Since a "Dignity Vending Machine" was installed in the women's bathroom of Newcastle's Soul Cafe six months ago, the cafe's guests have accessed over 400 boxes of tampons and sanitary pads for free.
With $33,400 in funding from nib foundation, women's homelessness charity Share the Dignity has been able to install two more machines in the bathrooms of community centre The Place, in Charlestown, and Cessnock High School. The machines dispense boxes containing a mix of sanitary items for free.
Soul Cafe's general manager Matthew Ortiger said the machine provided a practical service while saving visitors to the cafe the embarrassment of asking staff for sanitary items, which he said happened "daily". The cafe provides 700 free meals to disadvantaged members of the community each week.
"Many of the vulnerable people who come here, who are homeless, have mental illnesses, disabilities or are suffering domestic violence, don't have access to these products," Mr Ortiger said. "Some might have a home but once you pay rent and bills, for hygiene products there's not a lot of money left. The machine helps address a need in a private way."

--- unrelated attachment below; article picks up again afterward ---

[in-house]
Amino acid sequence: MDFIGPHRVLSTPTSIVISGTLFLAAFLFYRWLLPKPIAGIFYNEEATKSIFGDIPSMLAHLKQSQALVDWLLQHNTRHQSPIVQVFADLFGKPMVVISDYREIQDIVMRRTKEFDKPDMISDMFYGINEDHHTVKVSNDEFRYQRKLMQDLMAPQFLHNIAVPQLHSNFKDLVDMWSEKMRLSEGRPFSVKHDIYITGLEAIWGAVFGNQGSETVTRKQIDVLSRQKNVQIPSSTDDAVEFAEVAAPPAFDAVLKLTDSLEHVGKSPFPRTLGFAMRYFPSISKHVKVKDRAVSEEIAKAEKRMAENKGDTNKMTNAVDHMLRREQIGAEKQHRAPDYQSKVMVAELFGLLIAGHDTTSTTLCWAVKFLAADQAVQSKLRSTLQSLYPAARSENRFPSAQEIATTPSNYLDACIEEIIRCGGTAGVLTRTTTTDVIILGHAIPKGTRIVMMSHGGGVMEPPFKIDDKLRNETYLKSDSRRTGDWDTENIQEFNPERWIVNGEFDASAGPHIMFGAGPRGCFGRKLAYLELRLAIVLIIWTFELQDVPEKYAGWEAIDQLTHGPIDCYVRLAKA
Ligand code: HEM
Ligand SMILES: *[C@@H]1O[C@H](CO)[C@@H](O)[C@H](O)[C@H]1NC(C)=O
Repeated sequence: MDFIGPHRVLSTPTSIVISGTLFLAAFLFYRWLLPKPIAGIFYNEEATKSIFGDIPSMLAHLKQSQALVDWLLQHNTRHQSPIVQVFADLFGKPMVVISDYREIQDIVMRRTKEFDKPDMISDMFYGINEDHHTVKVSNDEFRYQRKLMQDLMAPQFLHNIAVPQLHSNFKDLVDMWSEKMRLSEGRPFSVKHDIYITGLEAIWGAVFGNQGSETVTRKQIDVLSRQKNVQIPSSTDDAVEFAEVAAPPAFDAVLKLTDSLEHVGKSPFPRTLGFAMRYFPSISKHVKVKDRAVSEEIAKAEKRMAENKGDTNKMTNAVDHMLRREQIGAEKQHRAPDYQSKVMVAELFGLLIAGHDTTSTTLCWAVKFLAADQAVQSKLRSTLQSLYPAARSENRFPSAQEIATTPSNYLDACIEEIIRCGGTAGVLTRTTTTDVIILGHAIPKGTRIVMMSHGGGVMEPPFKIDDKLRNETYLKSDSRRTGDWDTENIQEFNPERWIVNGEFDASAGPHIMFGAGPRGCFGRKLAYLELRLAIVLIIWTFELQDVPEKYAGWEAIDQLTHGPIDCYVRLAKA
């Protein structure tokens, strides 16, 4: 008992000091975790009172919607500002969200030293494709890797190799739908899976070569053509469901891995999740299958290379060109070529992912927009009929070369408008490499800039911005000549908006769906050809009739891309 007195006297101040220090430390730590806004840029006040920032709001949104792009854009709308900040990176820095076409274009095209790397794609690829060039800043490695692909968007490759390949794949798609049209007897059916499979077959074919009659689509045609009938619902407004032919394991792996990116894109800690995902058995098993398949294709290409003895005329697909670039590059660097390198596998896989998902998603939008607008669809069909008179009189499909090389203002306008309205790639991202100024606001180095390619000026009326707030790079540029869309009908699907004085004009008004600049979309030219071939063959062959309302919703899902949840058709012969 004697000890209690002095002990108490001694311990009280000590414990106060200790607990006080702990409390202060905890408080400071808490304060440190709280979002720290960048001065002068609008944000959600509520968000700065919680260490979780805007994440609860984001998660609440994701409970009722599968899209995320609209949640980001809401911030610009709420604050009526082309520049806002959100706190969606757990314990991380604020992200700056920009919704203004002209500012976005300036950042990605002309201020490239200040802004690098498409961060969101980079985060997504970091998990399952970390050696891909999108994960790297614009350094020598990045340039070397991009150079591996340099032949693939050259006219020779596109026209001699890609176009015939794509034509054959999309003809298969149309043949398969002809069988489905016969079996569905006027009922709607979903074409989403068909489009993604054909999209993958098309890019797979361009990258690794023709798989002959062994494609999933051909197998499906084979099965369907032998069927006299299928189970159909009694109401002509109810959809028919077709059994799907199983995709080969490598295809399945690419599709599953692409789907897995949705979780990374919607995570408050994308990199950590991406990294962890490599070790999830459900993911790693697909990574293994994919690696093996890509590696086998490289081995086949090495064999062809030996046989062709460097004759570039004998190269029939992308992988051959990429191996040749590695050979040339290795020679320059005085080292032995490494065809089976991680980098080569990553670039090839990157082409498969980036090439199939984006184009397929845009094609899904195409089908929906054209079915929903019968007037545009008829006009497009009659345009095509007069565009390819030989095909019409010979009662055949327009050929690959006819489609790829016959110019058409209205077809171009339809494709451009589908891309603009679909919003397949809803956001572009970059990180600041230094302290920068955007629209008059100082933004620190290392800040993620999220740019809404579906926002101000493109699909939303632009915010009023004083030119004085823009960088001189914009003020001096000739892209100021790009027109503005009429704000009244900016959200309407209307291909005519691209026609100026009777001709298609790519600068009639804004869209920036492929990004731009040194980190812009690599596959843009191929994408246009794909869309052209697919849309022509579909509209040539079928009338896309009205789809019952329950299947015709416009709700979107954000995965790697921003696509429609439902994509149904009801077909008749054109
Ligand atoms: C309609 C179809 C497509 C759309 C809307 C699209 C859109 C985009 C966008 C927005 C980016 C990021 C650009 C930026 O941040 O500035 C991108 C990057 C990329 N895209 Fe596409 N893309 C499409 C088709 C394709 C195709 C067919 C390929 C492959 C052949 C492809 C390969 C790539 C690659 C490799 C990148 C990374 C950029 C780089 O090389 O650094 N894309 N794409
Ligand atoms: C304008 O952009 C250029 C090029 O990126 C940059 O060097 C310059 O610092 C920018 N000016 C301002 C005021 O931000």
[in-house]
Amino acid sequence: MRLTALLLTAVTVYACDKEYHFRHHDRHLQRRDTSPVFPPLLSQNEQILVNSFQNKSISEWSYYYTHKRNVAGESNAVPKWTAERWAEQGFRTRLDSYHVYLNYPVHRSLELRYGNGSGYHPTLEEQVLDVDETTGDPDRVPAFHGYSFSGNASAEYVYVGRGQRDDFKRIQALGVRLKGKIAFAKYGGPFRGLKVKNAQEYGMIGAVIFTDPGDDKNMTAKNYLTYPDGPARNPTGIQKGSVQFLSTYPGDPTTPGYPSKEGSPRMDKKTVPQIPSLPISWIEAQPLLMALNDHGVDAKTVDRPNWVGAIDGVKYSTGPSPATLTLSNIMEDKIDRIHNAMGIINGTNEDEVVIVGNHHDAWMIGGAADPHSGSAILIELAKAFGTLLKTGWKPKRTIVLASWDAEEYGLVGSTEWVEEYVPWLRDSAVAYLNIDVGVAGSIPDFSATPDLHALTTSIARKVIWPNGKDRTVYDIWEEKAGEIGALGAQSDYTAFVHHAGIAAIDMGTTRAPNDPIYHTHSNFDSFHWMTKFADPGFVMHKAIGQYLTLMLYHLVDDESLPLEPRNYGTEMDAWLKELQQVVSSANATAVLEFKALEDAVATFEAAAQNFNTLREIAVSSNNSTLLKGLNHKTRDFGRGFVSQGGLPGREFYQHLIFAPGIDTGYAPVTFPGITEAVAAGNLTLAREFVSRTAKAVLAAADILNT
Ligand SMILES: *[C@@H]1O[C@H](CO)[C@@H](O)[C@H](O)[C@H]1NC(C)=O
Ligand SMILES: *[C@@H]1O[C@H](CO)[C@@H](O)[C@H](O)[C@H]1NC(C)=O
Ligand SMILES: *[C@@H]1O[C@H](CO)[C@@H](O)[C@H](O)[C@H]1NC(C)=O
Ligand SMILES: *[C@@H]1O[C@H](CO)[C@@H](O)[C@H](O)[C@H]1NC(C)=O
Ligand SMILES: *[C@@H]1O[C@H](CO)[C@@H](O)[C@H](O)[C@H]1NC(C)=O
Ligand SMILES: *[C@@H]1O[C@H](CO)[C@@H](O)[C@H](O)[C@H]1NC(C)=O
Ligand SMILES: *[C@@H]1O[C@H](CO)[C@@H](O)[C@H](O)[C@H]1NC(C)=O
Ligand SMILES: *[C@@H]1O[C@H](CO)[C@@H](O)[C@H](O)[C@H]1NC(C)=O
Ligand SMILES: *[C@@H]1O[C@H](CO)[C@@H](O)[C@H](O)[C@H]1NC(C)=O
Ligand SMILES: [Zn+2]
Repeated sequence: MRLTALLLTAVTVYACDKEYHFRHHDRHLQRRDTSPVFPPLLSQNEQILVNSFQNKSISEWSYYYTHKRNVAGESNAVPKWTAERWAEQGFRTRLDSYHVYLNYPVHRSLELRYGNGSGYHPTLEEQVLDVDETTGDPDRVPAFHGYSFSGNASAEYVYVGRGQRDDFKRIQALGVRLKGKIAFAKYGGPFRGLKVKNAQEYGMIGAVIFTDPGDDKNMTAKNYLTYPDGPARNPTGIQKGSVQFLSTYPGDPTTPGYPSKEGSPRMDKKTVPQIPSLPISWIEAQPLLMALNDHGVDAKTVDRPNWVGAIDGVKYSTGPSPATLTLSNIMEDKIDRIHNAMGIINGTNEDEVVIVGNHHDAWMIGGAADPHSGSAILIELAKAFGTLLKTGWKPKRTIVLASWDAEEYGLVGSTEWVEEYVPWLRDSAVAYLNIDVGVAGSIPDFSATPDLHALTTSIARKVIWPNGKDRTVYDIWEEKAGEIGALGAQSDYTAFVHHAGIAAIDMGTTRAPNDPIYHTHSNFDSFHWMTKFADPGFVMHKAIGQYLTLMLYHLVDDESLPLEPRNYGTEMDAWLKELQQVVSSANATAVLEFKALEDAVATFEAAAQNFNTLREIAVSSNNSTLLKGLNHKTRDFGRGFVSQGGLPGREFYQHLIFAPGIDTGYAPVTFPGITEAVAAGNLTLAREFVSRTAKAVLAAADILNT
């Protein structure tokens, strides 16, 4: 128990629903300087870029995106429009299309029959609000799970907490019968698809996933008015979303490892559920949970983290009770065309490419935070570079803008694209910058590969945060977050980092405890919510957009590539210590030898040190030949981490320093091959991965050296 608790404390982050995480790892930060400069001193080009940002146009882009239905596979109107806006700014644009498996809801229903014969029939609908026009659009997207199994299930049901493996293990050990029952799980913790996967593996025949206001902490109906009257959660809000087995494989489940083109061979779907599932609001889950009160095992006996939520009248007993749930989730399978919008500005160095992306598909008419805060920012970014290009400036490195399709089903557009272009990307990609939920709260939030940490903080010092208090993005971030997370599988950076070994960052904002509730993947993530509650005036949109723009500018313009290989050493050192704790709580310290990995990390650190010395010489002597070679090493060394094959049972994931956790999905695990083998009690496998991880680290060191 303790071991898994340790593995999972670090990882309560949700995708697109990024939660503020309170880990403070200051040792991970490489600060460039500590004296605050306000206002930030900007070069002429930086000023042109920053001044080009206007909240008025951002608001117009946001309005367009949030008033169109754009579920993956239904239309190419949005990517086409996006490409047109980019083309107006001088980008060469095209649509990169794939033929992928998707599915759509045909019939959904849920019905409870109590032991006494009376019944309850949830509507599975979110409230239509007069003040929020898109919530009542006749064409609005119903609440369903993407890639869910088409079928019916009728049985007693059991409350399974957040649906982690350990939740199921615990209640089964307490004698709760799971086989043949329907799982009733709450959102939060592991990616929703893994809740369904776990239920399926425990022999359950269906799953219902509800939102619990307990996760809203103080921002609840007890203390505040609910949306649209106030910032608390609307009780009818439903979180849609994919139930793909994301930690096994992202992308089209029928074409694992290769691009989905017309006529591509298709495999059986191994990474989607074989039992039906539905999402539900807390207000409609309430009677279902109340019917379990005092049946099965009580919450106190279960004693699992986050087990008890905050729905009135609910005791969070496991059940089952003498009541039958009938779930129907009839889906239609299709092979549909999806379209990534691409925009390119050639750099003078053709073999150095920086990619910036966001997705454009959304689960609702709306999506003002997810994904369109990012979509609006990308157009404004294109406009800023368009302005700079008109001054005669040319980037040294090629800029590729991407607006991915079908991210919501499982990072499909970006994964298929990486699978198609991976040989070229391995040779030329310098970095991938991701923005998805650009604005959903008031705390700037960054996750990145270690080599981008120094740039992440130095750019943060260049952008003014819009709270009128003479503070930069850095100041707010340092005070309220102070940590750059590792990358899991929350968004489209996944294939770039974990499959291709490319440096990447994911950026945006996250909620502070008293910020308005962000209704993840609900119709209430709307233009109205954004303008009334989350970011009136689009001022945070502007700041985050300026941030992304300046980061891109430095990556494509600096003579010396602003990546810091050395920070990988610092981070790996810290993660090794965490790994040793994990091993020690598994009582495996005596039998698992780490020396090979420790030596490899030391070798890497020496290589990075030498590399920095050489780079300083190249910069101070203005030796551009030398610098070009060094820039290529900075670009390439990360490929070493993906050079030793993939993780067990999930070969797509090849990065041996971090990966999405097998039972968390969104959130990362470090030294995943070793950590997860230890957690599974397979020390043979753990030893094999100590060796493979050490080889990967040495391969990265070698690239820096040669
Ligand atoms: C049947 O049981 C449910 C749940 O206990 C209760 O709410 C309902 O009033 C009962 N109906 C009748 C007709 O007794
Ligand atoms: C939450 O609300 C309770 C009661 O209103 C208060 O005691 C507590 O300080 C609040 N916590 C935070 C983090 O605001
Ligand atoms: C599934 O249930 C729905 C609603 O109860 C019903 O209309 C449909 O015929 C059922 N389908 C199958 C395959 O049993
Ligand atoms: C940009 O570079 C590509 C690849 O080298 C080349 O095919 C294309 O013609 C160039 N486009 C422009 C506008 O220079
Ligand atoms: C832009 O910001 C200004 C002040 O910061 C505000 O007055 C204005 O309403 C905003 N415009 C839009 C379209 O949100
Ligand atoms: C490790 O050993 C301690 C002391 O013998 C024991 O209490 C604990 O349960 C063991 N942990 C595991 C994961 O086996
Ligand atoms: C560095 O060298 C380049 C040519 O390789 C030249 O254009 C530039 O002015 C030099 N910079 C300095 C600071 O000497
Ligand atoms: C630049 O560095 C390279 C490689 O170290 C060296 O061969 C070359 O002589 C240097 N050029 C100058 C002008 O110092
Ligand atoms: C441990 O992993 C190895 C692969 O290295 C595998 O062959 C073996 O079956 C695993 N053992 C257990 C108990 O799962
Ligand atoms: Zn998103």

Share the Dignity volunteer, Lesley Slevin of Newcastle, who is responsible for stocking Soul Cafe's vending machine, said she has had to fill it more frequently, as the popularity of the machine has increased over time.
She explained the vending machine is designed to only dispense one box every 10 minutes to ensure people are using it "responsibly".
"It just stops that vandalism element which would be a teeny, weeny proportion of the population," she said.
Share the Dignity has installed 126 of the machines around the country in high schools, women's refuges, public bathrooms and neighbourhood centres. Ms Slevin said the charity aimed to make the machines as widespread as possible. Mr Ortiger agreed with that aim, saying the cafe's provision of hygiene products was likely meeting "the tip of the iceberg" of need in Newcastle.
Executive officer of nib foundation Amy Tribe said the charity awarded Share the Dignity funding for the three machines during a pitch night held by the foundation 12 months ago. She said learning about Share the Dignity's work had been an "eye opener".
"Myself and a lot of my female colleagues were quite and confronted to learn about the need for something we've always taken for granted, having easy access to sanitary products," Ms Tribe said.
"Having the machines installed in venues like Soul Cafe mean we are reaching the most vulnerable in our community. Hopefully, it helps its users build confidence to access more services while they are here."